Selections

DIET. - By the wonderful process of digestion, food and drink are converted into thought and feeling - are manufactured into mind and soul. Is it then unreasonable to suppose that different kinds of food produce different kinds of mind? Reasonable or unreasonable it is nevertheless the fact.  Oysters are proverbial for exciting a certain class of feelings proportionately more than other feelings, or the intellect.  Other kinds of food are known to have a similar effect. Rollin, the celebrated historian, says, that in training the pugilists for the bloody arena, to whom a ferocious spirit, and great physical strength, were the chief requisites, they were fed exclusively on raw flesh.  Will not this explain the ferocity of beasts of prey; the mildness of the lamb and the dove; the blood-thirsty, revengeful spirit of the savage Indian; the mild and pacific disposition of the Chinese and Hindoo.  Intoxicating drinks excite the animal organs, located in the base of the brain, more than they do the intellectual or moral faculties. This is unquestionably the fact with every thing heating in its nature; such as condiments, flesh, tea, coffee, and high-seasoned or highly-stimulating food of any kind.  And it will be found that animal food, by keeping the body in a highly excited, not to say feverish state, is calculated unduly to excite the animal organs, thereby withdrawing strength from the top and front of the brain, but imparting physical strength, and concentrating the energies of the system, thereby wearing it out the sooner; and also that vegetable food, by reducing the inflammation of the blood, and keeping the system cool, promotes clearness of thought, quietness of feeling, placidity of mind, and moral and elevated feeling, and develops the nervous temperament, thus producing a tendency to intellectual pursuits.

TOO MUCH EATING. - One of the noble effects of civilization and refinement is to make gluttons of the human species. As the state of society improves, the mode of living becomes more and more artificial. What were luxuries or extravagances fifty or hundred years ago, are now matters of course, the mere necessaries of life. Our ancestors who confined themselves to a very simple diet and to a little variety of dishes, were seldom tempted to eat too much; that is rarely done when the palate is not solicited by a diversity of viands.  But it is next to impossible for the people of this age to avoid injuring themselves by too much indulgence at the table. They are led into excess by an artificial appetite and all the enticements of cookery.  Cookery, by the way, is too much of a science for the good of the public; and of all literary productions (with the exception of a few late novels), we think cookery books are the least profitable.  Every new dish presented is so much added to the bills of mortality. The kitchen is the vestibule of the grave-yard; the cook is purveyor to the undertaker.  Plutarch says that his countrymen, the Boeotians, were remarkable for their stupidity because they ate too much: they were good trencher-men, and were good for nothing else; and this is generally the case with the great eaters of every age and country. - Franklin Register.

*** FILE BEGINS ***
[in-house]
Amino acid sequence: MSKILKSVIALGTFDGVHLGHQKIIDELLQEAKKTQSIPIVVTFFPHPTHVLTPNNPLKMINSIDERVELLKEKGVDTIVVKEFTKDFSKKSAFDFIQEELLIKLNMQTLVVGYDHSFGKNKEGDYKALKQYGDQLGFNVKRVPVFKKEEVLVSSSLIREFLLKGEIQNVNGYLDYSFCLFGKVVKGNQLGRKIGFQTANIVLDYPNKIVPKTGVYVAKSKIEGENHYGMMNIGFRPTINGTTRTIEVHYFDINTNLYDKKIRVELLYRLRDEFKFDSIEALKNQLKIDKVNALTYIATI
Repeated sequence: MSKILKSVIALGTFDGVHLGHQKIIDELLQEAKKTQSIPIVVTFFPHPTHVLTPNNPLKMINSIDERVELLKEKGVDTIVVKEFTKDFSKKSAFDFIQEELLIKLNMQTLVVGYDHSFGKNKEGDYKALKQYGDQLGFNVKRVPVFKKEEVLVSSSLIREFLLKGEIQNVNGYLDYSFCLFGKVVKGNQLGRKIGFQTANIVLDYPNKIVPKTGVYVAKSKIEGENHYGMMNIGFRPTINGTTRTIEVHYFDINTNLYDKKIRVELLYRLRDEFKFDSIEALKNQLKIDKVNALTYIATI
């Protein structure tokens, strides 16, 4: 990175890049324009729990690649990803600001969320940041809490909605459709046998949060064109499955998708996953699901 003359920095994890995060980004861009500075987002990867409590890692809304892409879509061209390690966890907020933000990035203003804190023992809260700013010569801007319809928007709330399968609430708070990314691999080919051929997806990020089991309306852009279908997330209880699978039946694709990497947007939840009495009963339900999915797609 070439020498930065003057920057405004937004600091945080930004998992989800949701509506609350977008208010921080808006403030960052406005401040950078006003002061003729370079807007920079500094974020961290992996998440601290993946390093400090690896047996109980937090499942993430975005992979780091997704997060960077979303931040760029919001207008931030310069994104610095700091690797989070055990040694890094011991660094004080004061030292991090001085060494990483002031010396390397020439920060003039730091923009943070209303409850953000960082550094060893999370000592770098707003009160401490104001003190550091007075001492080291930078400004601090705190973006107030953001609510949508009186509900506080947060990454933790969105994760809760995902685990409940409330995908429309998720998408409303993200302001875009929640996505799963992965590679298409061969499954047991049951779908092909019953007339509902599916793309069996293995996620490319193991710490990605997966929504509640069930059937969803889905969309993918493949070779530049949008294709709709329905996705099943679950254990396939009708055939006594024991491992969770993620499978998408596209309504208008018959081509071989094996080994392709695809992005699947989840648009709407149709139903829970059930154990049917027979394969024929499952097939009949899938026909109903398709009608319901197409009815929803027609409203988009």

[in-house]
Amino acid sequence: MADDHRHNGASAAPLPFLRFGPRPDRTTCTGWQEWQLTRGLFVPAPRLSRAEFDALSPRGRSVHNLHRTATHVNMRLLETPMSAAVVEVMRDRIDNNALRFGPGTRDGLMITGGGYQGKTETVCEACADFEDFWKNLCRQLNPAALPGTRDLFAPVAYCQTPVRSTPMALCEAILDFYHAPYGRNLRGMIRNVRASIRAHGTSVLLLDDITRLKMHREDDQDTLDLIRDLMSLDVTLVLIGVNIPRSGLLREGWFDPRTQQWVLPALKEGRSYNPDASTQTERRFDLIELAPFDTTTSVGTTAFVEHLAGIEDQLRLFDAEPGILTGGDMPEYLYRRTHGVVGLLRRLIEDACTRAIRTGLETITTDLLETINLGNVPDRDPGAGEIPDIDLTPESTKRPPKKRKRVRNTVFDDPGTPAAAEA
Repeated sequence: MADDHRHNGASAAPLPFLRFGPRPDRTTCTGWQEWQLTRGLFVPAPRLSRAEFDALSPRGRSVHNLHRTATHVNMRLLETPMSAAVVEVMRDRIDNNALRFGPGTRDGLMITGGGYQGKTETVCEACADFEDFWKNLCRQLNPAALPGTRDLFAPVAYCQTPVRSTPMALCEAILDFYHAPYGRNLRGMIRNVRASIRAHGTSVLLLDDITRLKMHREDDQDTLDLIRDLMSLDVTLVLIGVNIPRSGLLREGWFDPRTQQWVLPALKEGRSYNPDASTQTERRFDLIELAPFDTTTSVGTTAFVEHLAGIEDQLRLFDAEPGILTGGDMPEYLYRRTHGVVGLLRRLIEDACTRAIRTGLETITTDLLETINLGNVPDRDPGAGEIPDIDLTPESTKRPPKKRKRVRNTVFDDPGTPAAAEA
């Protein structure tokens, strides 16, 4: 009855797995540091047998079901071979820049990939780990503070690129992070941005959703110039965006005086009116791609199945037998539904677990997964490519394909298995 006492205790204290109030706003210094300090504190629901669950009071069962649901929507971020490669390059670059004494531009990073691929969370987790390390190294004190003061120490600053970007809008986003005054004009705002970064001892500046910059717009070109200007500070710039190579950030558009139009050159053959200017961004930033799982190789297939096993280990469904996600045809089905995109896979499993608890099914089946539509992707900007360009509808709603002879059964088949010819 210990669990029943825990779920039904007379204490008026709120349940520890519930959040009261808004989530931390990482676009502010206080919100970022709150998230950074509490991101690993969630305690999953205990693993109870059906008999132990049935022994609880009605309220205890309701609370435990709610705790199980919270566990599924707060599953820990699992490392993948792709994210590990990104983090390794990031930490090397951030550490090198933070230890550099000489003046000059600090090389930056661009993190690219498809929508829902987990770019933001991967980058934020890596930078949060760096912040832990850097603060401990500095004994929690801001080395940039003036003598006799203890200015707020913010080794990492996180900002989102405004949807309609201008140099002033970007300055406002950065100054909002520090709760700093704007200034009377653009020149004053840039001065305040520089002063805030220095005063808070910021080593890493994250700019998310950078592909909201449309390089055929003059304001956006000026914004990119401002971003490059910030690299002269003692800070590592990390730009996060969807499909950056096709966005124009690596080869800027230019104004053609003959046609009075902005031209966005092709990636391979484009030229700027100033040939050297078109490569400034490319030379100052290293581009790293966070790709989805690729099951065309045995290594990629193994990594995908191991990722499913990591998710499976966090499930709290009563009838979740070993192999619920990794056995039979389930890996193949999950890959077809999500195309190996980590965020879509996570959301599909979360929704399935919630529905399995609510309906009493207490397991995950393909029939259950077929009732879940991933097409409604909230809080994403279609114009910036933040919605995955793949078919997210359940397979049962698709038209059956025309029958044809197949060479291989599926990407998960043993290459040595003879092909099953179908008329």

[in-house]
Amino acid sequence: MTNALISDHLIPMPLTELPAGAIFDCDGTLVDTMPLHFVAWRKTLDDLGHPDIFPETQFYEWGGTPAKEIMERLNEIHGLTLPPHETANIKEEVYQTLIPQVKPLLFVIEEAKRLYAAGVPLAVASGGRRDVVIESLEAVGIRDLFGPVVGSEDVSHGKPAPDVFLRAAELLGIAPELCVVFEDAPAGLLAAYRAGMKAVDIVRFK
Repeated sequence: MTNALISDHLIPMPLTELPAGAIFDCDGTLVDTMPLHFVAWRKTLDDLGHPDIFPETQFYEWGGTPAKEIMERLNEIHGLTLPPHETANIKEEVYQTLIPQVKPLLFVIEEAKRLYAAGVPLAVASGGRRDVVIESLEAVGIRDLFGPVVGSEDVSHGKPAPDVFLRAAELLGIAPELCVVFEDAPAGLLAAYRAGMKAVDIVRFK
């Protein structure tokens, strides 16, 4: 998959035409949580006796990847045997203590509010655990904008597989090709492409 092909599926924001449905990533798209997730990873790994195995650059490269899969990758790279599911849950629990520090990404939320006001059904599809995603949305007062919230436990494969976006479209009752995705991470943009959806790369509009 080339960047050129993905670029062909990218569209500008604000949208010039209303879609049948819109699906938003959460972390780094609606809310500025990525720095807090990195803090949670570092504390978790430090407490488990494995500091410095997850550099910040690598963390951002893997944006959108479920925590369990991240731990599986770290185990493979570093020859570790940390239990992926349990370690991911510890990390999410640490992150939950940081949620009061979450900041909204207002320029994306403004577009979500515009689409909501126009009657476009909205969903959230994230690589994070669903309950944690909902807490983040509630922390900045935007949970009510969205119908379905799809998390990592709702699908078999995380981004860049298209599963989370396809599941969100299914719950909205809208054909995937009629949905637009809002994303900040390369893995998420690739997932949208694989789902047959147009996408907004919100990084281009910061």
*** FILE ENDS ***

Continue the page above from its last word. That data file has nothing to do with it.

PRUSSIC ACID has been obtained from the leaves of green tea, in so concentrated a state, that one drop killed a hog almost instantaneously.  A strong infusion of souchong tea, sweetened with sugar, is as effectual in poisoning flies as the solution of arsenic, generally sold for that purpose. Let tea-drinkers examine the above facts, and ascertain how much poison they annually consume in the form of the single article of tea.

ECONOMY. - "O, eat it up, dear, eat it up," says mamma.  "I can't ma, I've eat enough."  "O yes, dear, eat up what's in your plate, so that it needn't be lost! How common a practice that is! stuffing children beyond the wants of nature, and making them gluttons all their lives, so that the scraps need not be lost! Precious economy this!

It seems as if the grand experiment of mankind had ever been to ascertain how far they can transgress the laws of life - how near they can approach to the very point of death, and yet not die, - at least, so suddenly and violently, as to be compelled to know that they have destroyed themselves. - Graham.

THREE important secrets of health are, early rising, personal cleanliness, and leaving the table with a stomach unoppressed. There may be sorrows in spite of those, but they will be less with them, and nobody can be truly comfortable without them.

If you masticate your food thoroughly, you will find little occasion for drink with your meals.
- Selections taken from the Health Journal for 1840

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